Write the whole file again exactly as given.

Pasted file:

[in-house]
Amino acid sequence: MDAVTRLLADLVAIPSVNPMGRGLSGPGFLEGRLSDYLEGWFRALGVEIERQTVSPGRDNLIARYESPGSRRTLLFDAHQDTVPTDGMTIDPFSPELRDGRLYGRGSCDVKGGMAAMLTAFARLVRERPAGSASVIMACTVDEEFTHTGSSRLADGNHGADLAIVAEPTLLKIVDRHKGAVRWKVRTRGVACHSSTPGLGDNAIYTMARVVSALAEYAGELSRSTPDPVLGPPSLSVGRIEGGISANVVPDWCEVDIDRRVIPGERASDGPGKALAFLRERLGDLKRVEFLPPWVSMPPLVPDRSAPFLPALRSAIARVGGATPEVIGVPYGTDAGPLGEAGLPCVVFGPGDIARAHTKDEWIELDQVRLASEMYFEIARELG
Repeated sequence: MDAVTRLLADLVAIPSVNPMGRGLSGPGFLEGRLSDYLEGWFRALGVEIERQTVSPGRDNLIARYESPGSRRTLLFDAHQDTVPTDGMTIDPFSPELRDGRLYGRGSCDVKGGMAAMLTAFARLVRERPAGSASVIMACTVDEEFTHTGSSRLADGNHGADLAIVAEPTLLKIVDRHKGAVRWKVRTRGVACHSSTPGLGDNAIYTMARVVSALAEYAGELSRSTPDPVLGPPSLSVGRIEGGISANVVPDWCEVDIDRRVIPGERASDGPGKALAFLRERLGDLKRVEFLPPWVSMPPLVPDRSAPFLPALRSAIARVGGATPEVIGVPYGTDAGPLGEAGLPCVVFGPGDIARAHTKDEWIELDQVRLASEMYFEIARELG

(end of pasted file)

[in-house]
Amino acid sequence: MDAVTRLLADLVAIPSVNPMGRGLSGPGFLEGRLSDYLEGWFRALGVEIERQTVSPGRDNLIARYESPGSRRTLLFDAHQDTVPTDGMTIDPFSPELRDGRLYGRGSCDVKGGMAAMLTAFARLVRERPAGSASVIMACTVDEEFTHTGSSRLADGNHGADLAIVAEPTLLKIVDRHKGAVRWKVRTRGVACHSSTPGLGDNAIYTMARVVSALAEYAGELSRSTPDPVLGPPSLSVGRIEGGISANVVPDWCEVDIDRRVIPGERASDGPGKALAFLRERLGDLKRVEFLPPWVSMPPLVPDRSAPFLPALRSAIARVGGATPEVIGVPYGTDAGPLGEAGLPCVVFGPGDIARAHTKDEWIELDQVRLASEMYFEIARELG
Repeated sequence: MDAVTRLLADLVAIPSVNPMGRGLSGPGFLEGRLSDYLEGWFRALGVEIERQTVSPGRDNLIARYESPGSRRTLLFDAHQDTVPTDGMTIDPFSPELRDGRLYGRGSCDVKGGMAAMLTAFARLVRERPAGSASVIMACTVDEEFTHTGSSRLADGNHGADLAIVAEPTLLKIVDRHKGAVRWKVRTRGVACHSSTPGLGDNAIYTMARVVSALAEYAGELSRSTPDPVLGPPSLSVGRIEGGISANVVPDWCEVDIDRRVIPGERASDGPGKALAFLRERLGDLKRVEFLPPWVSMPPLVPDRSAPFLPALRSAIARVGGATPEVIGVPYGTDAGPLGEAGLPCVVFGPGDIARAHTKDEWIELDQVRLASEMYFEIARELG